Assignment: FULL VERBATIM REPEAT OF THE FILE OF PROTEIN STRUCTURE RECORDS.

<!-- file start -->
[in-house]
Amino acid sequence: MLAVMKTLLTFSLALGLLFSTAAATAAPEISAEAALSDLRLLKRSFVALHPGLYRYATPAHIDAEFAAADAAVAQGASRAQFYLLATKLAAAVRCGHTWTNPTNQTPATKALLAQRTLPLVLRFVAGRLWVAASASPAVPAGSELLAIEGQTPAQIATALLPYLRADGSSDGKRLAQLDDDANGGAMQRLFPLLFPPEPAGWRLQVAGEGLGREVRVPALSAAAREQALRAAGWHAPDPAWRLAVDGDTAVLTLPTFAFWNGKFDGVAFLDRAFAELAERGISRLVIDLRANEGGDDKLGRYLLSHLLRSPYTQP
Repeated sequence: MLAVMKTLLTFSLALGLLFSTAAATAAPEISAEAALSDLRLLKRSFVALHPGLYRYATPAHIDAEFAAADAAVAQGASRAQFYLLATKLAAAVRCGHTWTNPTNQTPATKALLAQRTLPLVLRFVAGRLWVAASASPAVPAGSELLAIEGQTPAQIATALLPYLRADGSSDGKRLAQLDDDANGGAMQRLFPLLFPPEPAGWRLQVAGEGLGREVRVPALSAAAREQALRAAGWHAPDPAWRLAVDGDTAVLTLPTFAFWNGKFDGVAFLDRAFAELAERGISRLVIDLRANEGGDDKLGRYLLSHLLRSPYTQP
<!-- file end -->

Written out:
[in-house]
Amino acid sequence: MLAVMKTLLTFSLALGLLFSTAAATAAPEISAEAALSDLRLLKRSFVALHPGLYRYATPAHIDAEFAAADAAVAQGASRAQFYLLATKLAAAVRCGHTWTNPTNQTPATKALLAQRTLPLVLRFVAGRLWVAASASPAVPAGSELLAIEGQTPAQIATALLPYLRADGSSDGKRLAQLDDDANGGAMQRLFPLLFPPEPAGWRLQVAGEGLGREVRVPALSAAAREQALRAAGWHAPDPAWRLAVDGDTAVLTLPTFAFWNGKFDGVAFLDRAFAELAERGISRLVIDLRANEGGDDKLGRYLLSHLLRSPYTQP
Repeated sequence: MLAVMKTLLTFSLALGLLFSTAAATAAPEISAEAALSDLRLLKRSFVALHPGLYRYATPAHIDAEFAAADAAVAQGASRAQFYLLATKLAAAVRCGHTWTNPTNQTPATKALLAQRTLPLVLRFVAGRLWVAASASPAVPAGSELLAIEGQTPAQIATALLPYLRADGSSDGKRLAQLDDDANGGAMQRLFPLLFPPEPAGWRLQVAGEGLGREVRVPALSAAAREQALRAAGWHAPDPAWRLAVDGDTAVLTLPTFAFWNGKFDGVAFLDRAFAELAERGISRLVIDLRANEGGDDKLGRYLLSHLLRSPYTQP